Advocacy is about helping you to speak up for yourself, to make sure that your views and opinions are heard and understood. If you find it hard, or you are unable to speak for yourself then you may find an ‘Advocate’ who can help you.
An advocate should be free from conflicts of interest with those providing services to the person they are working with and should represent the other person’s interests as if they were the Advocate’s own. An advocate should help redress the balance of power when the older person is dealing with professionals and institutional bodies.
Do you have something to say? Would you like help to say it?
There are five main ways you can do so. You can:
- Talk for yourself. (Self-advocacy).
- Ask a volunteer to talk for you.
- Ask a legal expert, such as a solicitor, barrister or legal advice worker. They can also speak for you at a tribunal or in court. (Legal advocacy).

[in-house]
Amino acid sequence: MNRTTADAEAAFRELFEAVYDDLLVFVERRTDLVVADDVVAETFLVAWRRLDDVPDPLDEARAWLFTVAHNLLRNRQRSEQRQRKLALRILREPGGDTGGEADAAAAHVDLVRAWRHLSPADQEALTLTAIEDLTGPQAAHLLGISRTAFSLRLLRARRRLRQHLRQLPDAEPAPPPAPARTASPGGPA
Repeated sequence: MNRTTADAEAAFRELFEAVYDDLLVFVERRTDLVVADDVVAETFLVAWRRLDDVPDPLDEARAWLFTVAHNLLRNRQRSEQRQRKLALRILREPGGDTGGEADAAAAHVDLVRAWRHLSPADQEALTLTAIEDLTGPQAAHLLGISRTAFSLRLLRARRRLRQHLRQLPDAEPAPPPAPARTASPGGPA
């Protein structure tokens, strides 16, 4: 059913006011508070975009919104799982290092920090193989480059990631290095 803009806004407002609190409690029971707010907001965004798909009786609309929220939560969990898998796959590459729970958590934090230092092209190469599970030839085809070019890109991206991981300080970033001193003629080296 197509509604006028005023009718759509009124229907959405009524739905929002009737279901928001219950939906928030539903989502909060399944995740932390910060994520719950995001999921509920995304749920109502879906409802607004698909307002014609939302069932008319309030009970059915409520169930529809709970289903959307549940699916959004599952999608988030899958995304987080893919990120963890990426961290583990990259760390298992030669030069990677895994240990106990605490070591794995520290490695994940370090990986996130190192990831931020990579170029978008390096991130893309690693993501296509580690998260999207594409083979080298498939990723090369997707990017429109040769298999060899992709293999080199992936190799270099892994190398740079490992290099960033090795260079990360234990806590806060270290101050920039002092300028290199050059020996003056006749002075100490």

- Join a group. The group can work together to support and speak up for you and other people who have similar concerns. A group can express your point of view in places such as committees, forums and meetings.
- Ask a person who has had a similar experience to you to talk for you. (Peer advocacy).
It can sometimes be quiet daunting for an elderly resident of a care home to speak up. Whether they are in a care home in Bromley or Birmingham, it is important that the care home has the right channels for communication. Residents should ideally be able to promote self-advocacy, or at least be able to converse with their peers about any concerns or issues they may have. If you want to find out more about advocacy services, the national advocacy charity, OPAAL is an excellent starting point.